Sexuality education under threat from disinformation campaigns, warns Council of Europe chief

July 22, 2020

The Council of Europe’s Commissioner on Human Rights, Dunja Mijatovic, has warned that sexuality education in schools across Europe, including the UK, is under serious threat from the rise of disinformation campaigns, whose authors often claim justification on religious grounds. She also believes that these attempts are indicative of wider efforts to suppress the rights of women and LGBT+ people. Offering her views this week in a blog post on the Council of Europe website, the Commissioner warns that ‘campaigns have multiplied across the continent, disseminating distorted or misleading information about existing sexuality education curricula.’

Responding to her intervention, Chair of the Accord Coalition for Inclusive Education, the Revd Stephen Terry, said ‘The provision of sex education in Britain has long been frustrated by a lobby which, in spite of evidence showing the beneficial effects of age appropriate teaching of this topic at all key stages, has sought to frustrate or delay how and when information regarding human sexuality is presented in schools. The Commissioner’s comments serve as an important reminder that erroneous and manipulative tactics are often employed by opponents of sexuality education. She also highlights a worrying link between these efforts and a broader opposition to the full human rights of children, LGBT+ people and women.’

Relationships Education becomes compulsory in all schools in England in September and means children will learn about the building blocks of healthy, respectful relationships, focusing on family and friendships. Mijatovic’s comments follow a report just this week in The Sunday Telegraph about a nascent campaign group threatening the Government with a judicial review unless it allows parents to withdraw their children from Relationships Education.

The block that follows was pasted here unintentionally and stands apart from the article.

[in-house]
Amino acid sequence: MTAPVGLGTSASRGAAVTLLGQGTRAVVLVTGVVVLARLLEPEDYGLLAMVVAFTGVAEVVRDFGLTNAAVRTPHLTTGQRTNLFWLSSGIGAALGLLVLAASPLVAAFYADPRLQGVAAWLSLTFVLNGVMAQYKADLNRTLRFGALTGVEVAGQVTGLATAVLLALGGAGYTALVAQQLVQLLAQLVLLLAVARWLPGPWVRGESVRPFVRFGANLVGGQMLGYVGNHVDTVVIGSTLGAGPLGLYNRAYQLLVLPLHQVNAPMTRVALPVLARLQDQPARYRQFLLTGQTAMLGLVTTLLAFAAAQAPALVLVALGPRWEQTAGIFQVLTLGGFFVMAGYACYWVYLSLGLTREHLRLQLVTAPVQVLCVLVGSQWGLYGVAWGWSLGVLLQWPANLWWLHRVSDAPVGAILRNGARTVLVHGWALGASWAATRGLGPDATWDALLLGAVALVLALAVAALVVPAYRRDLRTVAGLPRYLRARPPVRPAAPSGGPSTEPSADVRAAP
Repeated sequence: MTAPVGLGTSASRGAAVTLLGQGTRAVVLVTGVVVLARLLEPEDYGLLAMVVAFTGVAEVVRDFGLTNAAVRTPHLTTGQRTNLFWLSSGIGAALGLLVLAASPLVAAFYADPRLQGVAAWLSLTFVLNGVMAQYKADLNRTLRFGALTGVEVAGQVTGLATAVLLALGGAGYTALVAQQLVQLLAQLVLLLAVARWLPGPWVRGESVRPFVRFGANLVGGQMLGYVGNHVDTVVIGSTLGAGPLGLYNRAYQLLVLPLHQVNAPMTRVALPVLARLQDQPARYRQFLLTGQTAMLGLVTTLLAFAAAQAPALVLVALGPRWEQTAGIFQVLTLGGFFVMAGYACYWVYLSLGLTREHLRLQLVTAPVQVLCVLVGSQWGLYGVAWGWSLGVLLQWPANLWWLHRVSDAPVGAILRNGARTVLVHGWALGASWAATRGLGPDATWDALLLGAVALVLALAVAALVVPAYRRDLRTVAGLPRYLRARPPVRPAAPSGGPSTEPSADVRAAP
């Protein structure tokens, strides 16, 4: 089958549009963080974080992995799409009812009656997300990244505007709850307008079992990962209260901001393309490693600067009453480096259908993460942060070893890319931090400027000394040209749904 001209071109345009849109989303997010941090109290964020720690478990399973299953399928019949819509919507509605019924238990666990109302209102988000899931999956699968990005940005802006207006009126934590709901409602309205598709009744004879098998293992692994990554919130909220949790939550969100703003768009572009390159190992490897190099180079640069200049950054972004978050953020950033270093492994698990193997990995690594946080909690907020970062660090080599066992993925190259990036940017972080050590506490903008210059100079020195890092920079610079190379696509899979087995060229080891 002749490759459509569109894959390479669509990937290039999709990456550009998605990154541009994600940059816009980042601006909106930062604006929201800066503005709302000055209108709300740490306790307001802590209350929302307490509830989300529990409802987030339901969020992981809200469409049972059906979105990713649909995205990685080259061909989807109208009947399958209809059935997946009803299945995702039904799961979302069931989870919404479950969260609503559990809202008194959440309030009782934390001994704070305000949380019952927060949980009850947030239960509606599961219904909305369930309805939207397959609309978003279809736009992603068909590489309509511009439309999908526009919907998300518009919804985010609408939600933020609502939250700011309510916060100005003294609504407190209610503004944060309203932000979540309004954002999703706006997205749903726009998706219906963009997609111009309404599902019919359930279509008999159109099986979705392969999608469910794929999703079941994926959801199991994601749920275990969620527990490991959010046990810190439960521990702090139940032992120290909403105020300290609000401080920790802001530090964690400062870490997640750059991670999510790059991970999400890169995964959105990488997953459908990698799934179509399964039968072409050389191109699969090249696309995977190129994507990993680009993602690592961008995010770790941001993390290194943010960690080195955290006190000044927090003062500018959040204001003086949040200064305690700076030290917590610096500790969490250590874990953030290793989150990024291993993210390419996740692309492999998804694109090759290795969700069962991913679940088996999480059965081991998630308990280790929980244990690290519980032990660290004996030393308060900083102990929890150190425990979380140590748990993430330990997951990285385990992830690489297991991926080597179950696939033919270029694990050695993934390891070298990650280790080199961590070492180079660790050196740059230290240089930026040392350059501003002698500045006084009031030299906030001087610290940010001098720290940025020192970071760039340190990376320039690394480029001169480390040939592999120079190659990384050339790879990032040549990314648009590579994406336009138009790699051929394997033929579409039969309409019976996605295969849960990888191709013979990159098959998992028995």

Furthermore, Ofsted has continued to come under pressure this year for downgrading primary schools that do not acknowledge the existence of LGBT+ people. This has included, among others, the influential think tank Policy Exchange (in February) and a backbench Conservative Peer, Lord Polak (in May). This is despite state funded schools being obligated under the Public Sector Equality Duty to promote understanding between people of different protected characteristics listed by the Equality Act, which include gender reassignment, sex and sexual orientation. Similarly, independent schools are required to provide a curriculum that is ‘designed to encourage respect for other people, with particular regard to the protected characteristics’.


The Council of Europe was established in 1949 to promote human rights, democracy and the rule of law in Europe. Despite having left the EU, the UK is a member group, along with all countries in Europe, except Belarus.

The Commissioner’s blog post cites the protests last year outside Anderton Park School in Birmingham as an example of the renewed resistance to sexuality education. She also praises the proposal put forward by the Welsh Government this year to prevent parents withdrawing their children from Relationship and Sexuality Education lessons in state funded schools.

The Accord Coalition has long campaigned for the provision of age appropriate and inclusive sex education in schools in England and Wales. In 2017 it organised an open letter from 53 religious activists and clergy in support of all schools in England teaching about contraception, abortion and promoting acceptance of LGBT+ people. Following the Birmingham school protests in 2019, Accord co-organised with the British Muslims for Secular Democracy an open letter from 78 civic leaders that called for the UK Government to provide greater ‘moral and regulatory support’ for schools promoting acceptance towards people of different backgrounds and characteristics, especially LGBT+ people.

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